Seeing once again objects from my undergrad days, such as the material from the UR III Tombs on display at the University of Pennsylvania Museum of Archaeology and Anthropology was delightful.
There were also exciting first-time meetings (for example, the black figure vase showing women weaving kept at the Met) of objects I knew so well but had never seen. I was thrilled to be there, happy to be surrounded by fascinating archaeological artefacts once more.
As I moved down my list of museums, I found myself not only looking at the figurines, but in the manner of their display and the information provided to the visitor. I began to pay more attention to the information provided to the viewer about the figurines, the other objects they were placed with and the section of the museum they were housed in.
Some interesting ideas started to form in my mind. None of these ideas is as yet fully formed even now; I am still reflecting on them and will post in full soon.
Here is an incomplete list of some of these ideas:
Now, I am quite sure that the questions above are hardly original. But I am not a museum professional, just a museum visitor with a special interest in how figurines are displayed and the information offered to other visitors about them.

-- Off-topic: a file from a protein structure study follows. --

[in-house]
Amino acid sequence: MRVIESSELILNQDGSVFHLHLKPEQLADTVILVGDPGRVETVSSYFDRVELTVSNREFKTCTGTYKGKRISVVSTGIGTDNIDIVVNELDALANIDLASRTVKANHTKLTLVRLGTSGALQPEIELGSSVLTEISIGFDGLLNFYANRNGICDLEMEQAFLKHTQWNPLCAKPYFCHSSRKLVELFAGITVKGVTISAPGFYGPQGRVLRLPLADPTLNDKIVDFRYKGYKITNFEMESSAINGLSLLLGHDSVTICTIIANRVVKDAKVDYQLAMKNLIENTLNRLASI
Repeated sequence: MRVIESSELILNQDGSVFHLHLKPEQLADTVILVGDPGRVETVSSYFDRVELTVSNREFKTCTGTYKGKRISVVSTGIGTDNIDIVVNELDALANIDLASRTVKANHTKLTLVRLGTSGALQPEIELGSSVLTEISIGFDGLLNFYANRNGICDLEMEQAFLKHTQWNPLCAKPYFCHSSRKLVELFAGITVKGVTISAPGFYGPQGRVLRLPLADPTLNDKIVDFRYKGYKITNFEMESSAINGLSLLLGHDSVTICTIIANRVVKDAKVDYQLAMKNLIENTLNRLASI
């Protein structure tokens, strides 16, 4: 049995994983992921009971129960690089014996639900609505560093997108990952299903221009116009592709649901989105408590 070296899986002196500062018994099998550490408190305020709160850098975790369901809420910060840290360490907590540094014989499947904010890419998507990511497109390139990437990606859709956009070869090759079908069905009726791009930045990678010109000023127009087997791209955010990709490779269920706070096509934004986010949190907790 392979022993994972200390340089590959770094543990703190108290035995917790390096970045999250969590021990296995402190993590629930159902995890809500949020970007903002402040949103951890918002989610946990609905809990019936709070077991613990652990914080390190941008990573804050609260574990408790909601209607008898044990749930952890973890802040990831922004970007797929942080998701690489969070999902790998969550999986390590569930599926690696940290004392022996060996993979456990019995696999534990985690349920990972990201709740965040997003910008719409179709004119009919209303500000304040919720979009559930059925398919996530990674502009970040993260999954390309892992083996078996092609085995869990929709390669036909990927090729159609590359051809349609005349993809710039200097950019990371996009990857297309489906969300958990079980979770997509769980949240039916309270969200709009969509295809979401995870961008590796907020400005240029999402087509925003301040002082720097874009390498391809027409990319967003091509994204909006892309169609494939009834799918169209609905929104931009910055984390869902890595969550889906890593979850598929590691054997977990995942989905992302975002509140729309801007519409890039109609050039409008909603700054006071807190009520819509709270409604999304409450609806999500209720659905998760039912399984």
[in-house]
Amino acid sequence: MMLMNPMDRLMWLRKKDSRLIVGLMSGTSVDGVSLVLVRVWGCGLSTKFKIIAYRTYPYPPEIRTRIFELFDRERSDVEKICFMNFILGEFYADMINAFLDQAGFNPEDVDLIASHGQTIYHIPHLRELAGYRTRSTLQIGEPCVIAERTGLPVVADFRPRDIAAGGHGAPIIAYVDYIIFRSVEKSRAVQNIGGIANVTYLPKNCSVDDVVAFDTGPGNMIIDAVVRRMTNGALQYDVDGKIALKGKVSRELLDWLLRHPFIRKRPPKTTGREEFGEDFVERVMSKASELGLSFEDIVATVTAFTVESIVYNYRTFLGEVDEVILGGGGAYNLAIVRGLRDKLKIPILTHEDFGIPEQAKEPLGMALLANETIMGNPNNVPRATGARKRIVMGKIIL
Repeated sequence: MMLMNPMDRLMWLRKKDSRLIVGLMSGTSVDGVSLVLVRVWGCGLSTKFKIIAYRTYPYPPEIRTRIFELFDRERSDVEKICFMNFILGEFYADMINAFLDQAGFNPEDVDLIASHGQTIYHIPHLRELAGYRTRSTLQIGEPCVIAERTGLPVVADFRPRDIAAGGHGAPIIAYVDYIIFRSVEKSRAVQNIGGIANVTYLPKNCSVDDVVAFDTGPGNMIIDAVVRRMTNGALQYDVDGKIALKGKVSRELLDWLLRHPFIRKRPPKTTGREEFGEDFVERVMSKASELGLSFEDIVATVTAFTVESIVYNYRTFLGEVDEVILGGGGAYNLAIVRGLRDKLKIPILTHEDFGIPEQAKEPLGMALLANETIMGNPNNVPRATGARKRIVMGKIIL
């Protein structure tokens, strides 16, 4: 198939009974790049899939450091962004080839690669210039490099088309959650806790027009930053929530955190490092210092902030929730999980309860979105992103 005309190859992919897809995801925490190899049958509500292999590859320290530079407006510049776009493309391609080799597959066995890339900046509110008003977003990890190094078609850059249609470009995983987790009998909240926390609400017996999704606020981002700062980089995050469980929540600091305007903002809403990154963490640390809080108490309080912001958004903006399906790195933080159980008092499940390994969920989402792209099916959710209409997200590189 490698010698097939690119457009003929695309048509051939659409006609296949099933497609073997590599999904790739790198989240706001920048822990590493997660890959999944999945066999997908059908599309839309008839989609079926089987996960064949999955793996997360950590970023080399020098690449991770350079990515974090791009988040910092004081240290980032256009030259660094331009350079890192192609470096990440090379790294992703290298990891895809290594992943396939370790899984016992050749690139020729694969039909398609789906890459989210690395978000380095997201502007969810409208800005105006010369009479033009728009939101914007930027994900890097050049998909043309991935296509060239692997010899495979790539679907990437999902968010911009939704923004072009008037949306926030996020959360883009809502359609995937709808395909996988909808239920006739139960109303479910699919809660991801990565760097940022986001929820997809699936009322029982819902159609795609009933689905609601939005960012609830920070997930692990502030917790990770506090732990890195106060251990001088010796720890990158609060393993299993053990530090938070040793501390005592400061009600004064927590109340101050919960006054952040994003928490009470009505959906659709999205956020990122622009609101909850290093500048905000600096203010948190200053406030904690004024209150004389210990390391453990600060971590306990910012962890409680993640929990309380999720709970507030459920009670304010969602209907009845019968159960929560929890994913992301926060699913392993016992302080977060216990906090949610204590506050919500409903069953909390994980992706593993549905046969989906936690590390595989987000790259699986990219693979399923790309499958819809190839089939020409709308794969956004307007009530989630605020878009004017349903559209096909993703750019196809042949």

Regarding figurines, there does appear to be a disconnection between innovative interpretations of figurines being developed by archaeologists and either the knowledge of those ideas by museum professionals or the decisions made by curators or exhibition designers to offer these interpretations to the public. On the other hand, as the fertility cult theory is still so pervasive in Near Eastern archaeology, perhaps curators believe this is the current, unquestioned theory.
I’m wondering about how figurines displayed in museums relate to archaeological theory and practice.
Do you visit museums? Have you ever wondered about the information provided to you about objects or paintings? Have you ever come away from a display thinking ‘but why’?
Leave a comment and tell us of your experiences with figurines (or other objects) in museums!